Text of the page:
What is even more disconcerting is that Syria is a diverse country ethnically and religiously, so there is the distinct possibility that any conflict could be engulfed by sectarian tensions. The internecine nature of Iraq’s conflict could very well be repeated if events spiral out of control. Imagine if an Alawite village were attacked and there was a massacre; there would assuredly be a counterattack on a neighbouring Sunni village. In many cases, villages in Syria are mixed, and this could lead to dire consequences.

This is the difficult situation facing Syria and the international community. Relieving the pressure on Assad would only further his ability to continue to commit widespread abuses. Yet, without leaving other avenues for his departure on the table besides force, the situation could deteriorate very quickly. Therefore, governments in the region in particular but also in the West, must ensure that aggressive mediation is still an option and that the humanitarian situation is prioritized above political preferences.

Assad does indeed need to leave his seat, as Erdogan said, but it should not be in a manner that sacrifices the future of Syria.

 

Wednesday, 23 November 2011

How the GCC aims to benefit from the turmoil in Syria

This article was originally published today in The National newspaper. What is important to note is that the article is not meant to objectively endorse the GCC's actions but rather indicate how it is pursuing its regional interests through the crisis in Syria.


GCC positions for a stronger role in tomorrow's Syria

In 2006 when Israel invaded Lebanon, Syria's President Bashar Al Assad pointedly referred to fellow leaders - particularly in the Gulf - as "half men" for what he contended was their lack of support for Arabs under assault by Israel.

Five years later, the tables have turned as Mr Al Assad's own regime continues to assault Syrian civilians on a daily basis and it is the Gulf Cooperation Council that is at the forefront of criticising his failure to stop the killing and destruction.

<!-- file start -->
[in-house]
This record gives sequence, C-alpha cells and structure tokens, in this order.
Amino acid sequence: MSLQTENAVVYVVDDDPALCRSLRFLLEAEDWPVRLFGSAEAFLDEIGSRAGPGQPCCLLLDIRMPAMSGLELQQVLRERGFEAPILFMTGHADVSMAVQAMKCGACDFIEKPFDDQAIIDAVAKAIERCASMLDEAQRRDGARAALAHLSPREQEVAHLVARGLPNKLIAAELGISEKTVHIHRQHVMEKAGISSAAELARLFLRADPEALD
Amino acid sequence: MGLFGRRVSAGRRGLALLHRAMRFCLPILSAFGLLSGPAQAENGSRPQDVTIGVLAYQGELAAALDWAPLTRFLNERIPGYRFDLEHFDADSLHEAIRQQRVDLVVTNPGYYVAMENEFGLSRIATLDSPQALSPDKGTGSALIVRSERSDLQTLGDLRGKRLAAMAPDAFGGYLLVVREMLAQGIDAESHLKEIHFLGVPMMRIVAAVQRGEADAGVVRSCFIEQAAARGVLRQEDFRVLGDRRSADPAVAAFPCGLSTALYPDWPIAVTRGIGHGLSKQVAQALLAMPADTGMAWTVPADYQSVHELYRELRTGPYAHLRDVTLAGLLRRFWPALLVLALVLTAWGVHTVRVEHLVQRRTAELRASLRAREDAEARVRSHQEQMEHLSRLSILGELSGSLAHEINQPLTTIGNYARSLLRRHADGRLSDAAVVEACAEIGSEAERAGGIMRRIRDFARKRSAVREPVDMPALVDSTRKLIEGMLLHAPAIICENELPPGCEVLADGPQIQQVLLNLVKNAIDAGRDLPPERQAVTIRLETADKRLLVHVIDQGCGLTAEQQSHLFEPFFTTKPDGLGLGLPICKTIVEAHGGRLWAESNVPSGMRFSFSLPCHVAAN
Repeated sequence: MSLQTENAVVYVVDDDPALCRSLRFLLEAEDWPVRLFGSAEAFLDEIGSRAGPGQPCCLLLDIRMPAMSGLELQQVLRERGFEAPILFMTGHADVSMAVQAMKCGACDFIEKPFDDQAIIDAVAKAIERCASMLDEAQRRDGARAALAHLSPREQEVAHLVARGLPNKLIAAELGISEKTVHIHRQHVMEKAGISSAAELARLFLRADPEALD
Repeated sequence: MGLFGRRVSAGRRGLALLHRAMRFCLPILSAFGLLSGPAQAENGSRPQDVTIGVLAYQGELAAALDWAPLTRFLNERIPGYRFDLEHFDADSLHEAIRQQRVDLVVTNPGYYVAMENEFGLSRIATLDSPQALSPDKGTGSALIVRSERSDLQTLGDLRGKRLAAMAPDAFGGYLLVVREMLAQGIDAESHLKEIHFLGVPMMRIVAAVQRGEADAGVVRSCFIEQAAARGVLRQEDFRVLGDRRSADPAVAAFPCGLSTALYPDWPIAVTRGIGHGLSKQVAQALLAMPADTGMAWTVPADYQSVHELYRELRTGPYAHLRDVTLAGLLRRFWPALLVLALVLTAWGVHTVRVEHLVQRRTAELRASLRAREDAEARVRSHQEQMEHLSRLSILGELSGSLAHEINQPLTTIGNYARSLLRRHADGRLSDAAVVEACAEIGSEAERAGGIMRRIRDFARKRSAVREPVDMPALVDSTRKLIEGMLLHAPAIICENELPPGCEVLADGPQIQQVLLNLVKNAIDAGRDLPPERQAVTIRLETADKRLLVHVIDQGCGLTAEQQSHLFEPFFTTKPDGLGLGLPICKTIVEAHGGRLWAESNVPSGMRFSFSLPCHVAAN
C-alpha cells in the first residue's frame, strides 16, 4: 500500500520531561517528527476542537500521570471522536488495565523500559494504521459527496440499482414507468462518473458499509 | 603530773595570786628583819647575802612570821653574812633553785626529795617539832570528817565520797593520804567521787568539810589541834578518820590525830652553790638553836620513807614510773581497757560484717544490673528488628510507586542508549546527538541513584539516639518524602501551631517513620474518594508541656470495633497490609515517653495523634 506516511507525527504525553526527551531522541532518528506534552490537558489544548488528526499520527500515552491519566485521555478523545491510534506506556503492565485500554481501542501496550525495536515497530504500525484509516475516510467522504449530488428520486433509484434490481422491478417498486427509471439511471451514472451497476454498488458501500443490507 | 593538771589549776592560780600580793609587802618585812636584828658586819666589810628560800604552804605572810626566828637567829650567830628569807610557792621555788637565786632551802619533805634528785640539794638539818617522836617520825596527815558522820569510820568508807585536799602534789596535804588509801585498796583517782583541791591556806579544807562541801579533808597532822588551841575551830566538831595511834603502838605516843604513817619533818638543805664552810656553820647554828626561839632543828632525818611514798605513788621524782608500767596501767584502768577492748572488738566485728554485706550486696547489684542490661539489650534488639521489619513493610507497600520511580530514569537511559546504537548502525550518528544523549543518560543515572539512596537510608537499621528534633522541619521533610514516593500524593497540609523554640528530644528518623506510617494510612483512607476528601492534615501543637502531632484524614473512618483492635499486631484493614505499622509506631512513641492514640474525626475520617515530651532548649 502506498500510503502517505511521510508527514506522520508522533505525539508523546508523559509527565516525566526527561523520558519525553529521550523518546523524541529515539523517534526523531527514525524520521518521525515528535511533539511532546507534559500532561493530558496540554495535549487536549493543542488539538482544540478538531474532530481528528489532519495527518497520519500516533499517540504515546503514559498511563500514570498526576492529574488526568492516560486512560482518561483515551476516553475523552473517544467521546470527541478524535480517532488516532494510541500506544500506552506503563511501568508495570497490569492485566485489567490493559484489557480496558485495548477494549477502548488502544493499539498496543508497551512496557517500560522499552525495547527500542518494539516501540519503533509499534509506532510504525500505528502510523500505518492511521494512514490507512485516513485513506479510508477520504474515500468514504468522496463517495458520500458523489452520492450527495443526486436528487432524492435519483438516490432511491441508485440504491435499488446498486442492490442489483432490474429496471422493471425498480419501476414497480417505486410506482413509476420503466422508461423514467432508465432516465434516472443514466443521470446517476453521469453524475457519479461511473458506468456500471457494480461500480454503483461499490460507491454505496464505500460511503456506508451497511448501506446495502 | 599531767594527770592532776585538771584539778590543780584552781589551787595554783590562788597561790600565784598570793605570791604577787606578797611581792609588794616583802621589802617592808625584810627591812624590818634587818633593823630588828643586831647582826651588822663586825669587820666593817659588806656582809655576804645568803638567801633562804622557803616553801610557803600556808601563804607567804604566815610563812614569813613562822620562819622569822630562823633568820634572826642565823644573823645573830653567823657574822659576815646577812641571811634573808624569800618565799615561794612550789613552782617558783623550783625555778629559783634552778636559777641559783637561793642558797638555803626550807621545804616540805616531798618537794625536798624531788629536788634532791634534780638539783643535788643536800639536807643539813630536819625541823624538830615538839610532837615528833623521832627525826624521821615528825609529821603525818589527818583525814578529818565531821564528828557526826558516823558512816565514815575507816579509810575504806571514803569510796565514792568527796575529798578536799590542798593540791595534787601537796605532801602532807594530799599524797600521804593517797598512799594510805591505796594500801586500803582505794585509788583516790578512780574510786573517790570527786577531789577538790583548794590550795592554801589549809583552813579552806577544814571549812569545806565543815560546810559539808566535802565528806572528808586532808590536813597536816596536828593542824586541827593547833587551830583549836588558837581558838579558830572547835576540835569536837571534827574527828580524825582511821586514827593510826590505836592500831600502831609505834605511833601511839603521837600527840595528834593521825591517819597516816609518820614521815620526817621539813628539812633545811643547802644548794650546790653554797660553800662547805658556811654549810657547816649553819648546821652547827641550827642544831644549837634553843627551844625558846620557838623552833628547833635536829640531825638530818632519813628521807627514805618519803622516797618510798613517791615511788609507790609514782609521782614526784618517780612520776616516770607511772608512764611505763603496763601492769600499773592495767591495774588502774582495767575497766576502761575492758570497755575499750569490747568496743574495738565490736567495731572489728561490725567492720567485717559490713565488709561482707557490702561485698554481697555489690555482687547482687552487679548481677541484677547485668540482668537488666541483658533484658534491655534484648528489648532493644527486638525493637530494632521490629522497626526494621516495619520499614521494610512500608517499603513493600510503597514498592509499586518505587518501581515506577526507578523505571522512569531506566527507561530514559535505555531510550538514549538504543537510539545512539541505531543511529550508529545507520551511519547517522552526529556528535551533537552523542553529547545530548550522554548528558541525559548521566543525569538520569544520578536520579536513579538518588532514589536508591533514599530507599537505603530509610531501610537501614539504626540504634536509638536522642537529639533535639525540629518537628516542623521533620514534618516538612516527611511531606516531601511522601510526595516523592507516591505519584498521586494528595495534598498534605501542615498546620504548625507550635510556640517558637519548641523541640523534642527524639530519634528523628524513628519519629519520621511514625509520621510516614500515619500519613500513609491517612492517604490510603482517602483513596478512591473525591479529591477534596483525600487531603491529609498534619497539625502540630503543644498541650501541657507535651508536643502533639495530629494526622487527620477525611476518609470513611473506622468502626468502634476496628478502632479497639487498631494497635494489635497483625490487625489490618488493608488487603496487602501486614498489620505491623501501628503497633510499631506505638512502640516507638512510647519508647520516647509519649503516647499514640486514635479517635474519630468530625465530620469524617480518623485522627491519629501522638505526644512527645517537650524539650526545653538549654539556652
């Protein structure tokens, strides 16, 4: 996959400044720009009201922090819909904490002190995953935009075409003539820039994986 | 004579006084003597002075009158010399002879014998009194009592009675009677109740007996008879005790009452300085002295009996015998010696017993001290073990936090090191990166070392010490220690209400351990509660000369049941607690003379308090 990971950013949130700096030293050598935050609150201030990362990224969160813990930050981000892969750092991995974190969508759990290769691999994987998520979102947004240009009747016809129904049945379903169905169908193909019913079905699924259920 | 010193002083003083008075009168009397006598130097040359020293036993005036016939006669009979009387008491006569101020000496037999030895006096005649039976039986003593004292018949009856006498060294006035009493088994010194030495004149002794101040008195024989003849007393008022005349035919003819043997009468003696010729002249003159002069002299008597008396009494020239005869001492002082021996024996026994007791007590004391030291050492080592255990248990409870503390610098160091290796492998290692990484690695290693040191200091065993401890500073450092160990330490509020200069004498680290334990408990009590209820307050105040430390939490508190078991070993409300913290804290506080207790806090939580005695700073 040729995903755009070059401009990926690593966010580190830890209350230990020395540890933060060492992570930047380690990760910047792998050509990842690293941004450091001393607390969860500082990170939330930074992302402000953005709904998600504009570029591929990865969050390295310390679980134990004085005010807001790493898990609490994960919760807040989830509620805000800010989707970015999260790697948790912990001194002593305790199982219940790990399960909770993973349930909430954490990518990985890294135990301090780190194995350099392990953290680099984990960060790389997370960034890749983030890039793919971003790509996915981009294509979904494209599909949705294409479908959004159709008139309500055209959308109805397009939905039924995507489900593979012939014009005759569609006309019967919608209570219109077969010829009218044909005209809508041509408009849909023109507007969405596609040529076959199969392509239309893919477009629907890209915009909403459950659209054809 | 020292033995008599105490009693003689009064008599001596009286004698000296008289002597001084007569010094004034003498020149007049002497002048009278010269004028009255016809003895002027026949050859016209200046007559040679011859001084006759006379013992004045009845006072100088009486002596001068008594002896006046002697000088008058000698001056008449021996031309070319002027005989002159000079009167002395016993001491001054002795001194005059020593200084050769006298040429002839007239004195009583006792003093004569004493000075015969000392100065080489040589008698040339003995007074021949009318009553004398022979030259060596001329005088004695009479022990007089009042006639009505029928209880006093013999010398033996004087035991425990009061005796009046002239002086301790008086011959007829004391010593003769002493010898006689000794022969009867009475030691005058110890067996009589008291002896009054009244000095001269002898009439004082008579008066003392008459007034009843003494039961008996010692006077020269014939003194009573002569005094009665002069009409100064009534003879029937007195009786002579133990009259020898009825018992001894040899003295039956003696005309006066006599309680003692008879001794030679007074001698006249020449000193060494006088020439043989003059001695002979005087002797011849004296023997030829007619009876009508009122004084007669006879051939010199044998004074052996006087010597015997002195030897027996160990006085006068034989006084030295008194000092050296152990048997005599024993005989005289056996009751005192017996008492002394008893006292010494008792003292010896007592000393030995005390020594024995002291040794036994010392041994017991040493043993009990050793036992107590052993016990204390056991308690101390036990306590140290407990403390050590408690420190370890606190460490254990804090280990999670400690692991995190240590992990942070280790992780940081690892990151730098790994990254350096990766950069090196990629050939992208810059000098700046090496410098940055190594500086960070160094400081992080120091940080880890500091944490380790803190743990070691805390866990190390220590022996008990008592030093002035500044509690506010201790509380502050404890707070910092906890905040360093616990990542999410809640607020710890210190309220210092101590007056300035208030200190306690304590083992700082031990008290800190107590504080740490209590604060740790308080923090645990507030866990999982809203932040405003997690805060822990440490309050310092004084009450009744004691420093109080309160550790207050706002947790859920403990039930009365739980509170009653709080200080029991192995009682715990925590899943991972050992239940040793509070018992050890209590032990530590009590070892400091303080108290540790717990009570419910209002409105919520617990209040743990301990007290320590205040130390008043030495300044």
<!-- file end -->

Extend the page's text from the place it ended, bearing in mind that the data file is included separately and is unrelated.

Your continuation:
In the past two weeks, the bloc's condemnation of Mr Al Assad and implied preference for regime change has led to attacks on its embassies by government supporters in Damascus. Yet in the long term, the GCC has the opportunity to truly facilitate a geopolitical shift in its favour in the region as long as it does not overplay its hand.

The president's father, Hafez Al Assad, was a shrewd politician always looking for an edge in the regional power game. The elder Al Assad saw an advantage in supporting Iran during the Iran-Iraq War in the 1980s, turning against the fellow Baathist regime at the helm in neighbouring Iraq. Alongside Libya which also supported Iran, he put Syria at direct odds with the GCC, which was founded in 1981 largely to contest the perceived growing threat emanating from post-revolutionary Iran.

While the 1990s witnessed a slow detente between the GCC and Syria, in particular because of the latter's support for the US-led Gulf War, the geopolitical divisions re-emerged with the ascension of the younger Al Assad in 2000. Throughout the last decade, GCC leaders especially in Saudi Arabia found themselves at odds with the Syrian regime.


In Palestine, Lebanon and Iraq, Syria supported factions and policies that undermined the GCC's own position in those countries. Moreover, the continuing and strengthening alliance between Syria and Iran continued to be a cause of tremendous concern across the Gulf.